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TRC head questions why Catholic Church didn’t sell property to compensate victims

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OTTAWA — The former head of the Truth and Reconciliation Commission says the argument Ottawa made in 2015 that the Catholic Church was unlikely to raise the money it promised to residential school survivors is “blatantly dishonest.”

Murray Sinclair, a former senator, also believes the current Liberal government should seek outside legal advice on the final agreement that released Catholic entities of their remaining financial obligations, including raising $25 million for survivors.

“I don’t think that Justice Canada has come out very well, not only in regard to this, but with regard to other matters, including the fact that it advocates so strongly against the interests of survivors,” he told The Canadian Press in an interview earlier this month.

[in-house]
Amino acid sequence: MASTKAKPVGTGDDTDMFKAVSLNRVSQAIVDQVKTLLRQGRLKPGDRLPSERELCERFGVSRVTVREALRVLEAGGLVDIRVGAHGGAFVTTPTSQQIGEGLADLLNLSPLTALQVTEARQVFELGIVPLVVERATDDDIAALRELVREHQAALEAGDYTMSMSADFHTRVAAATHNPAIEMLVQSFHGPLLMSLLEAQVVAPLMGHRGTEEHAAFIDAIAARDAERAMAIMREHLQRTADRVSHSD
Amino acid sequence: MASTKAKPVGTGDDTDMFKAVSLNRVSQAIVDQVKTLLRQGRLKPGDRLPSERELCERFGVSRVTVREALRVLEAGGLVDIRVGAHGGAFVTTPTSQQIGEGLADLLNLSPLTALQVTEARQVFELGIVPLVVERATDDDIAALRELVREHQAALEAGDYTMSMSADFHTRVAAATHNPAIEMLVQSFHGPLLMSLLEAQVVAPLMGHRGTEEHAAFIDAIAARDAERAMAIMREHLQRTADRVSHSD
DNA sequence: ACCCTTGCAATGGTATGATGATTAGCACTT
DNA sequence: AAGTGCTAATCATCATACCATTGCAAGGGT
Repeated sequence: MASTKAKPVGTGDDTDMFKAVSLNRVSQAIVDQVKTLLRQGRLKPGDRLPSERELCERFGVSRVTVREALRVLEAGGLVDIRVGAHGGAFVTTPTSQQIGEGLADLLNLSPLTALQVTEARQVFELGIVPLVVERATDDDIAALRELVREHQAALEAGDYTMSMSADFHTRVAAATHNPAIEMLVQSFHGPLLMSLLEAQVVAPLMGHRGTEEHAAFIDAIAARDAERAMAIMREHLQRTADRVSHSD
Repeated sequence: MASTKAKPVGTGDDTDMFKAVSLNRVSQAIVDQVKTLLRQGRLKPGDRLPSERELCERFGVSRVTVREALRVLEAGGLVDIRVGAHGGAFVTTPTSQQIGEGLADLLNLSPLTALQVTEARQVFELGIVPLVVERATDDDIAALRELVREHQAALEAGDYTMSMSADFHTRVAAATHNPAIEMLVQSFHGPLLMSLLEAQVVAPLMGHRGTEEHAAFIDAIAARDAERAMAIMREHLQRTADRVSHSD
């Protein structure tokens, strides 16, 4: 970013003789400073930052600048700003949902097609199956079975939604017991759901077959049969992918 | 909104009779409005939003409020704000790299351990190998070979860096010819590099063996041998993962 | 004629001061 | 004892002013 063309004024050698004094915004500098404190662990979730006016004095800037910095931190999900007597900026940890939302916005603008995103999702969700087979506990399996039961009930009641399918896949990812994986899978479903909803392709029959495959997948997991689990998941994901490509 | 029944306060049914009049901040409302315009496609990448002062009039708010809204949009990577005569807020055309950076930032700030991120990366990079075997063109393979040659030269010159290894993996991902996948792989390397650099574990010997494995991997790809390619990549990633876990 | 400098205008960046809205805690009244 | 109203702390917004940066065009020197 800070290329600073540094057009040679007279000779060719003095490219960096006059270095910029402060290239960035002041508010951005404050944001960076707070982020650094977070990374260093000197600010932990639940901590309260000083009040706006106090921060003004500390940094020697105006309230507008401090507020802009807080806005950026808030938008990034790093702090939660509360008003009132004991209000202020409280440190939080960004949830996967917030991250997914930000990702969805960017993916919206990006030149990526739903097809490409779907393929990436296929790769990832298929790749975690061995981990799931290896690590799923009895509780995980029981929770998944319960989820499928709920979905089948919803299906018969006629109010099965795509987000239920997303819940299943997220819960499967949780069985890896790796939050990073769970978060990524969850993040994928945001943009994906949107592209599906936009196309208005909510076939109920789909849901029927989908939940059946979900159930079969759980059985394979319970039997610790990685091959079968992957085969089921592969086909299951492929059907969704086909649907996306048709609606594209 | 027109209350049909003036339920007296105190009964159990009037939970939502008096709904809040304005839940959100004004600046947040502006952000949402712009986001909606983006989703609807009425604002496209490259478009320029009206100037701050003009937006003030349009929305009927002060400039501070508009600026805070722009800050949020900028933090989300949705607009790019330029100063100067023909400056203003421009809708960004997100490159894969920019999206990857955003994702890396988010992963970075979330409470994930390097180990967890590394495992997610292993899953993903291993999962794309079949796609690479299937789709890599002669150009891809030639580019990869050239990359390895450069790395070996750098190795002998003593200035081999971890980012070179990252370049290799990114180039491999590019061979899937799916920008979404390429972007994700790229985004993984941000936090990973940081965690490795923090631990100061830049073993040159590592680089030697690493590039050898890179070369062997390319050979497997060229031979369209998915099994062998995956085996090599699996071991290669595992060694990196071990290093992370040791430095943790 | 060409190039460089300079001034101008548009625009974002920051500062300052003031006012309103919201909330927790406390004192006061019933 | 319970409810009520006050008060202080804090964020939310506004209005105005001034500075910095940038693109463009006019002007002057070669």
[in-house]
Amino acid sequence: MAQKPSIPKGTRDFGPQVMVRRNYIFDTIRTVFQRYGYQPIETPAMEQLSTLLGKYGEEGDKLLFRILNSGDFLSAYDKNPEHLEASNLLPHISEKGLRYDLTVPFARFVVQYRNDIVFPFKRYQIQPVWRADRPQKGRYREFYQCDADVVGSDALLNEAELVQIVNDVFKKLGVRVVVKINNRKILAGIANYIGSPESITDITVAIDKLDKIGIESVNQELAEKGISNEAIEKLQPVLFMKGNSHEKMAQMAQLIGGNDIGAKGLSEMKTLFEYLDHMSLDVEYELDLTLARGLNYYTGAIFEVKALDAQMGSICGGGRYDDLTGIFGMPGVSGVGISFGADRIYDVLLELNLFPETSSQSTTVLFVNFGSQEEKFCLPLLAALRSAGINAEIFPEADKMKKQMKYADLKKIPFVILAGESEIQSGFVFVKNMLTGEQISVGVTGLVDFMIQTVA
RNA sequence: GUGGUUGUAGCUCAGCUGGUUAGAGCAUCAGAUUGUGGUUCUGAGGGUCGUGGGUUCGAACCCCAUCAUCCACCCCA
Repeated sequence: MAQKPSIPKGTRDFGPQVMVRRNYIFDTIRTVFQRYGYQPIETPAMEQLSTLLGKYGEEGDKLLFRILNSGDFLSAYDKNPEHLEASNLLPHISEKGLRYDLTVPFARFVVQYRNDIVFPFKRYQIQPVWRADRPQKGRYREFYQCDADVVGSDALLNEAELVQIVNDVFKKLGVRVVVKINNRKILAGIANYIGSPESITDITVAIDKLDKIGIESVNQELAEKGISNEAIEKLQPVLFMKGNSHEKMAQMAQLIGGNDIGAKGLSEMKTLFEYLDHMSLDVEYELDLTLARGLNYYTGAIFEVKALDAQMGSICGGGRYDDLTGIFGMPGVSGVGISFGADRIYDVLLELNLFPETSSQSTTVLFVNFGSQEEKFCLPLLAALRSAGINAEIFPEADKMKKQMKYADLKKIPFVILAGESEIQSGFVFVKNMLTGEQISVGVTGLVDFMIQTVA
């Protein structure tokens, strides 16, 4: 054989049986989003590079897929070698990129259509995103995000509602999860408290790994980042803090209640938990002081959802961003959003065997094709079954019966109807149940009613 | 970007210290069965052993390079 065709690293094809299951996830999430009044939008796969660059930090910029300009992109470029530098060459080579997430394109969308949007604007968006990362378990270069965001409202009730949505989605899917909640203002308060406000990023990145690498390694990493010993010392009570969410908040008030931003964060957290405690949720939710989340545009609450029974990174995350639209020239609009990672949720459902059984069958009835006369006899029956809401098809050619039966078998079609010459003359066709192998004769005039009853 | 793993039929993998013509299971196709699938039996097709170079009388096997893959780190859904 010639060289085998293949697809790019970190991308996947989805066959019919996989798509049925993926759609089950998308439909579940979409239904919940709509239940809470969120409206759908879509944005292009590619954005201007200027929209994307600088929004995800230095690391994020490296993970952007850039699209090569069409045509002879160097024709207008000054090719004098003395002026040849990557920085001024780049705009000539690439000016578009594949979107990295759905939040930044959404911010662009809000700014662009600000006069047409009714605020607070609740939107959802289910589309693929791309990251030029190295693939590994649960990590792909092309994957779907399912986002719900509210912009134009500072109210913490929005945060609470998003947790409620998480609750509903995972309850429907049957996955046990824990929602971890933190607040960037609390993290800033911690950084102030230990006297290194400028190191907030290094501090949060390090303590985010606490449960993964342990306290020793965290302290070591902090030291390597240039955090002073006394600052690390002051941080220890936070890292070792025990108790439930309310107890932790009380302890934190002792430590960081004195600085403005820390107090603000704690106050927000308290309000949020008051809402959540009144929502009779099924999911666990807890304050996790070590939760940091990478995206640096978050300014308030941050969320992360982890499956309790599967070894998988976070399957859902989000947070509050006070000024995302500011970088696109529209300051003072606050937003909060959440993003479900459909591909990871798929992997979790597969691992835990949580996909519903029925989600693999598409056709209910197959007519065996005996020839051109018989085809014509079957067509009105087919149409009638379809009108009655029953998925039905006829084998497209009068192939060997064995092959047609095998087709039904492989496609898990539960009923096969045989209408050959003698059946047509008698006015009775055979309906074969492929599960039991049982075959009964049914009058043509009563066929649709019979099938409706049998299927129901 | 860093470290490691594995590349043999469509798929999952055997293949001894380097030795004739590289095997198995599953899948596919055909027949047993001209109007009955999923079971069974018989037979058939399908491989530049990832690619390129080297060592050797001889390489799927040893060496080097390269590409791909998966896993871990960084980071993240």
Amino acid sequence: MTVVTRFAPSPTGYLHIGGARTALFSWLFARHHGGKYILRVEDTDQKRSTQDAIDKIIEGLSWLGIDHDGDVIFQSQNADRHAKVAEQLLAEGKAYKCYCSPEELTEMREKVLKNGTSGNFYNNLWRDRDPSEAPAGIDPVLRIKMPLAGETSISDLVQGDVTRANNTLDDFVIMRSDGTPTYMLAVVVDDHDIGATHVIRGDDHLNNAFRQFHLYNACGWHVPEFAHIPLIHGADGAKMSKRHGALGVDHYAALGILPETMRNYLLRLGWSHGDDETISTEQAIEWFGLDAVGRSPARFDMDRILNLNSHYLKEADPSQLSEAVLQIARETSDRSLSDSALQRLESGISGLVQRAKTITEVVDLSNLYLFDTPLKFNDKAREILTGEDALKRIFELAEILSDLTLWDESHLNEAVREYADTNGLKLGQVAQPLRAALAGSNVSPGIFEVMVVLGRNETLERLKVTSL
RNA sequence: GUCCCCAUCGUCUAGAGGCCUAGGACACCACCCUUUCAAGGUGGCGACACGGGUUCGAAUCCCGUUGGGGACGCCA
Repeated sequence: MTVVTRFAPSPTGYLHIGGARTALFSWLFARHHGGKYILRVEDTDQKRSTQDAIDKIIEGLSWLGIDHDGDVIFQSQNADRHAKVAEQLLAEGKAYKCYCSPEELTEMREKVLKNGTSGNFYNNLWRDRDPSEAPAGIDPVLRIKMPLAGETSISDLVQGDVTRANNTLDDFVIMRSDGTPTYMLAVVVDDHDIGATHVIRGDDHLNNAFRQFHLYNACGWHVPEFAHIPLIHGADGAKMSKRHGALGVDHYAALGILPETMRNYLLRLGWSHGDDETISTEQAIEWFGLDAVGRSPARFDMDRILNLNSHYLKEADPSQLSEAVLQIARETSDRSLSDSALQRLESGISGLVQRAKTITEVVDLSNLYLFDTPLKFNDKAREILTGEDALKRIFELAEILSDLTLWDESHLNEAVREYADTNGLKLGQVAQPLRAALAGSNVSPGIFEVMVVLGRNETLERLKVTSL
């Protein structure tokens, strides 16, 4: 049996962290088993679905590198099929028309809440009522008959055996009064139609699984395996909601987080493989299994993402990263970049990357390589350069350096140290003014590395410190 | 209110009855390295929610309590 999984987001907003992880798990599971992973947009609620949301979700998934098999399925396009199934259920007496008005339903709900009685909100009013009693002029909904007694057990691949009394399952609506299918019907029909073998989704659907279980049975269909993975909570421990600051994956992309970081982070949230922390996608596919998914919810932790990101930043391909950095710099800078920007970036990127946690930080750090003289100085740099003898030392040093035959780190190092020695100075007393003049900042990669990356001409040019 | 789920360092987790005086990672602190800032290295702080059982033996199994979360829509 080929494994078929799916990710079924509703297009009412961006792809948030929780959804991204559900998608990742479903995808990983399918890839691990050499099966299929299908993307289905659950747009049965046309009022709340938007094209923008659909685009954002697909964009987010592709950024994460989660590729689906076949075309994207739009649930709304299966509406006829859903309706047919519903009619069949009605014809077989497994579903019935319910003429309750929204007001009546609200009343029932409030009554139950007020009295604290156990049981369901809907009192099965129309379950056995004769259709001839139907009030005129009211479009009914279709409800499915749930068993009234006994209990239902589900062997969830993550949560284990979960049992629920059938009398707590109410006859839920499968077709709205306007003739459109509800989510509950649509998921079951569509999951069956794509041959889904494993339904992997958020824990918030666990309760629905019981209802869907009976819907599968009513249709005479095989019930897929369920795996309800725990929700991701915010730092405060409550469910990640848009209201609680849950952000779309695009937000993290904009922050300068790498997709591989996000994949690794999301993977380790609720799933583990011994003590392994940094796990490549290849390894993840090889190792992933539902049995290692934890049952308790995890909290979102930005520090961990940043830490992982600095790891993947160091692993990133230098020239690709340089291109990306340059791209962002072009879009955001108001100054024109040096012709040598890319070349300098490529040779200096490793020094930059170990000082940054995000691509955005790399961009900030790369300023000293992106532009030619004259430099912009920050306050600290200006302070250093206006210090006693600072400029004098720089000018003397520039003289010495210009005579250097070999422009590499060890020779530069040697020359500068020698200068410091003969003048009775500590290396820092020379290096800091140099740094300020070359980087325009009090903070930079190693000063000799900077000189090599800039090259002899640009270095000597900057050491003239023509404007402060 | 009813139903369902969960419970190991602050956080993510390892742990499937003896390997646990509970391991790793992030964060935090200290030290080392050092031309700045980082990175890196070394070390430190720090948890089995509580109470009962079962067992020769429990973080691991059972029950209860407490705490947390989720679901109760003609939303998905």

“I think that relationship needs to be looked at more closely.”

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Documents released to The Canadian Press through an access-to-information request detail the reasons Ottawa decided not to appeal a 2015 court decision that ruled in favour of Catholic entities that were party to the historic Indian Residential Schools Settlement Agreement.

The 2006 agreement included a group of Catholic entities who signed on to provide financial compensation to residential school survivors, including by way of a $25-million fundraising campaign.

The matter ended up before a Saskatchewan judge, who in 2015 ruled the Catholic entities were free of their remaining obligations in exchange for a payment of $1.2 million.

By that time, the Catholic groups had raised less than $4 million of the $25 million promised, and the court decision allowed them to walk away without fulfilling the rest of the pledge.

Canada was in the middle of a federal election at the time, but internal briefing documents show that the Conservative government of then-prime minister Stephen Harper chose not to appeal.

The briefing notes contain a copy of the signed agreement Canada struck with the Catholic entities following the court ruling. It shows Canada agreed to “forever discharge” the Catholic groups from their financial obligations under the residential school settlement agreement.